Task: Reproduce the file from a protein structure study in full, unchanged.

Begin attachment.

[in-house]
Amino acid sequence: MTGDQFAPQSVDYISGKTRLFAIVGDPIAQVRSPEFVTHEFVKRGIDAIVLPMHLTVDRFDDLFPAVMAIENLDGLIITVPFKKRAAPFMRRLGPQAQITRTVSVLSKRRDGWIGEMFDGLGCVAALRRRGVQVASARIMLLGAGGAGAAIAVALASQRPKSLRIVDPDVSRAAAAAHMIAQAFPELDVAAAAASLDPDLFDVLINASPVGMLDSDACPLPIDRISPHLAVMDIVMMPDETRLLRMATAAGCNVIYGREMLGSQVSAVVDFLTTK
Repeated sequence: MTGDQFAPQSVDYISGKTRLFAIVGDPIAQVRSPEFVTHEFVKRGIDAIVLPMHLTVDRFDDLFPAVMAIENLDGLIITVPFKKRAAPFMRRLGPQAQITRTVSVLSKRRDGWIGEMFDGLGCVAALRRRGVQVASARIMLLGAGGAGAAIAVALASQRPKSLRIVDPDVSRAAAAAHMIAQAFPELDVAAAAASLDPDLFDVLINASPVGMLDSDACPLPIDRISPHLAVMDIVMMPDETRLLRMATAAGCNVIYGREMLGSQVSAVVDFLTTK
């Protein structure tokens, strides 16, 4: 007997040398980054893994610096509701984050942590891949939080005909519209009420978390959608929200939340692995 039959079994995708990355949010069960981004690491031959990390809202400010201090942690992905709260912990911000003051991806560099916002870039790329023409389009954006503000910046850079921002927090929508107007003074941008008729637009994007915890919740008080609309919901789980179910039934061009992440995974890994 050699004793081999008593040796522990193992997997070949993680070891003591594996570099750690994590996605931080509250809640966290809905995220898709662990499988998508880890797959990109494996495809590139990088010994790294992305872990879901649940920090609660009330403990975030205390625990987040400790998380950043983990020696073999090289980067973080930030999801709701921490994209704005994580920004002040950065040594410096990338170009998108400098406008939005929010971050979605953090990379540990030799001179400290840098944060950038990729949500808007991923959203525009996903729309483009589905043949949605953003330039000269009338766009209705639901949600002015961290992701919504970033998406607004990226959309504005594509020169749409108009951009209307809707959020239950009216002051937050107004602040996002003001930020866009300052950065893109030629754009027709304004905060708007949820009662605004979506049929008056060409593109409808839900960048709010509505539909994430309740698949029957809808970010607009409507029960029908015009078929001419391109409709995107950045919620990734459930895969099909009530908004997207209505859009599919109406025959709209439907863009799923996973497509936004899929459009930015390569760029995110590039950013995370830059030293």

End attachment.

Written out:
[in-house]
Amino acid sequence: MTGDQFAPQSVDYISGKTRLFAIVGDPIAQVRSPEFVTHEFVKRGIDAIVLPMHLTVDRFDDLFPAVMAIENLDGLIITVPFKKRAAPFMRRLGPQAQITRTVSVLSKRRDGWIGEMFDGLGCVAALRRRGVQVASARIMLLGAGGAGAAIAVALASQRPKSLRIVDPDVSRAAAAAHMIAQAFPELDVAAAAASLDPDLFDVLINASPVGMLDSDACPLPIDRISPHLAVMDIVMMPDETRLLRMATAAGCNVIYGREMLGSQVSAVVDFLTTK
Repeated sequence: MTGDQFAPQSVDYISGKTRLFAIVGDPIAQVRSPEFVTHEFVKRGIDAIVLPMHLTVDRFDDLFPAVMAIENLDGLIITVPFKKRAAPFMRRLGPQAQITRTVSVLSKRRDGWIGEMFDGLGCVAALRRRGVQVASARIMLLGAGGAGAAIAVALASQRPKSLRIVDPDVSRAAAAAHMIAQAFPELDVAAAAASLDPDLFDVLINASPVGMLDSDACPLPIDRISPHLAVMDIVMMPDETRLLRMATAAGCNVIYGREMLGSQVSAVVDFLTTK
């Protein structure tokens, strides 16, 4: 007997040398980054893994610096509701984050942590891949939080005909519209009420978390959608929200939340692995 039959079994995708990355949010069960981004690491031959990390809202400010201090942690992905709260912990911000003051991806560099916002870039790329023409389009954006503000910046850079921002927090929508107007003074941008008729637009994007915890919740008080609309919901789980179910039934061009992440995974890994 050699004793081999008593040796522990193992997997070949993680070891003591594996570099750690994590996605931080509250809640966290809905995220898709662990499988998508880890797959990109494996495809590139990088010994790294992305872990879901649940920090609660009330403990975030205390625990987040400790998380950043983990020696073999090289980067973080930030999801709701921490994209704005994580920004002040950065040594410096990338170009998108400098406008939005929010971050979605953090990379540990030799001179400290840098944060950038990729949500808007991923959203525009996903729309483009589905043949949605953003330039000269009338766009209705639901949600002015961290992701919504970033998406607004990226959309504005594509020169749409108009951009209307809707959020239950009216002051937050107004602040996002003001930020866009300052950065893109030629754009027709304004905060708007949820009662605004979506049929008056060409593109409808839900960048709010509505539909994430309740698949029957809808970010607009409507029960029908015009078929001419391109409709995107950045919620990734459930895969099909009530908004997207209505859009599919109406025959709209439907863009799923996973497509936004899929459009930015390569760029995110590039950013995370830059030293």